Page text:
The move to strengthen Well Ops’ regional fleet, which currently includes the 132-metre (433ft) long Well Enhancer and the 114-metre (374ft) long MSV Seawell, will lead to the creation of approximately 50 jobs offshore and a further 10 onshore over the next nine months. At the moment the firm employs 70 staff in Aberdeen and a further 300 offshore.

Launched in 2009, Skandi Constructor is a 120-metre (393ft) long Ulstein SX121 DP3 mono-hull well intervention vessel that features the new X-bow design. The 8,500-tonne vessel accommodates up to 100 personnel and is capable of working in depths of up to 3,000 metres (9,842ft). It has a deck capacity of 1,470 square metres (15,822 sq ft) and features an 8m x 8m (27ft x 27ft) moon-pool, a 150-tonne crane, a multi-purpose tower with 140-tonne lift capability and two work class ROVs.

Well Ops will build and test, ready for use, a specially designed version of its 7⅜” subsea intervention lubricator (SIL) to enable subsea well interventions to be undertaken from Skandi Constructor. The SIL is a single trip well intervention system that provides well access, while managing containment when the well is ‘live’ and under pressure. The SIL is configured to undertake work through all types of subsea xmas trees. The vessel and SIL will allow Well Ops to provide its regional clients with a solution for deeper water wells and well interventions, which to date has been limited within the mono-hull vessel market.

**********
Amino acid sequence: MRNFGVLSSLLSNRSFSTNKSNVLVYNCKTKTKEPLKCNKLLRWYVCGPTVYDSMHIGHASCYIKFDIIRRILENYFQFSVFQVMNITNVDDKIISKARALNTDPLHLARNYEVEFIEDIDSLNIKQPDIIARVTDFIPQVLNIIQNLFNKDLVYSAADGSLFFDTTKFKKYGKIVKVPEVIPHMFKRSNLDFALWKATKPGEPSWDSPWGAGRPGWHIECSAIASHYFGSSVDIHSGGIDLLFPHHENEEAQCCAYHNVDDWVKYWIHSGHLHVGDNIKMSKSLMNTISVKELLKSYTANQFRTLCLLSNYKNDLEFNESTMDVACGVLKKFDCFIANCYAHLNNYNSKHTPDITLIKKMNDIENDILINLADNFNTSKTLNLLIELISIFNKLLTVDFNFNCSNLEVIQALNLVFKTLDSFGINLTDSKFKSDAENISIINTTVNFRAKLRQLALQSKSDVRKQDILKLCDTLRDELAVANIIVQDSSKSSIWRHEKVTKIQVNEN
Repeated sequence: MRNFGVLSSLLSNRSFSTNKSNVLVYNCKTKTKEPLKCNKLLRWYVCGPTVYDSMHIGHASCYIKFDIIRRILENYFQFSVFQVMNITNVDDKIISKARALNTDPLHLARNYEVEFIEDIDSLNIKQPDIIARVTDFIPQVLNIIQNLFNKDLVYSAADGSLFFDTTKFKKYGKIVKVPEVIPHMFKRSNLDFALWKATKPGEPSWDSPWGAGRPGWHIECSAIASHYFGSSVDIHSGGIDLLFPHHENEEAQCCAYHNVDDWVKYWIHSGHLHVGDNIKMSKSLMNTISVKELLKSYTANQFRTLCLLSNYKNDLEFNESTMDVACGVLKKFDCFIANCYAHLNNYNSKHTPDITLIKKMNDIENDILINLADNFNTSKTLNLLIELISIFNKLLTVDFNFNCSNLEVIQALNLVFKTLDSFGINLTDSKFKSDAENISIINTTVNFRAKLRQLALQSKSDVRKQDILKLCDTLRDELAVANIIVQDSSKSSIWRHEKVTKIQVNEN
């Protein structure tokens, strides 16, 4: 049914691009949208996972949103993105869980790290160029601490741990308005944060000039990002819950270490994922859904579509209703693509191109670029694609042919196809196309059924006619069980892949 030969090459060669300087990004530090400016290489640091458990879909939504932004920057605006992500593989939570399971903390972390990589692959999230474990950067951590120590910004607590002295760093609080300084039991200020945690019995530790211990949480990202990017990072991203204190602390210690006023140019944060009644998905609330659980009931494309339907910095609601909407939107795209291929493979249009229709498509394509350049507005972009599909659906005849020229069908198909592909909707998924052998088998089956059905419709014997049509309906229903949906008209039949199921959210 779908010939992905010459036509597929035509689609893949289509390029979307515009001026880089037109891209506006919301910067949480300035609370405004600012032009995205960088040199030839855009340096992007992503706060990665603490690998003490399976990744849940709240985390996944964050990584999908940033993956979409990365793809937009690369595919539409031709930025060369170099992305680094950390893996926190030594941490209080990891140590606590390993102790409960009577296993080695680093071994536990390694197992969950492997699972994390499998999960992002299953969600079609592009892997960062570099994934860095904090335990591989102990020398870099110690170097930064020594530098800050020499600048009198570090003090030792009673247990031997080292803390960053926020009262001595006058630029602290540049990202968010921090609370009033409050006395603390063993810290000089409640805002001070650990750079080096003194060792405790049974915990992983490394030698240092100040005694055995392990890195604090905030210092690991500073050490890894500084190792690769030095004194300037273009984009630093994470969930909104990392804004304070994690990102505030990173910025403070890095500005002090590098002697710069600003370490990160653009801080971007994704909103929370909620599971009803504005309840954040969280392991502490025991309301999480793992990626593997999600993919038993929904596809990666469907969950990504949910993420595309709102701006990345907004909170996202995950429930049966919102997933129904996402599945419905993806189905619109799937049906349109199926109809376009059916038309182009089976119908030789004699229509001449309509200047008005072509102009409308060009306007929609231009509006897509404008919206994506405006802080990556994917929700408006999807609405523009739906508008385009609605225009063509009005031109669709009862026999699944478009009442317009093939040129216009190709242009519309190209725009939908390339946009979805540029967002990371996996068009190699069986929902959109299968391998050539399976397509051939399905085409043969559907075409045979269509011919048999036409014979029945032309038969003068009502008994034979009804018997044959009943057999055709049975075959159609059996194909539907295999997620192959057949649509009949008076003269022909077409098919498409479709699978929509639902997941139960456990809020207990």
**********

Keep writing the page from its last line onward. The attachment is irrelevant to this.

Steve Nairn, Well Ops’ regional vice president of Europe and Africa, said: “Well Ops is extremely proud to announce the addition of a third vessel to our fleet and it underlines our commitment to providing well intervention services. Skandi Constructor strengthens our offering internationally and expands our well intervention service capability.”

The need for a third vessel in Well Ops’ fleet has been driven by demand from operators in the North Sea and in other oil and gas producing provinces. The firm recently secured contracts from a number of the North Sea’s major operators to provide light well intervention and associated subsea services from its existing vessels between 2013 and 2015.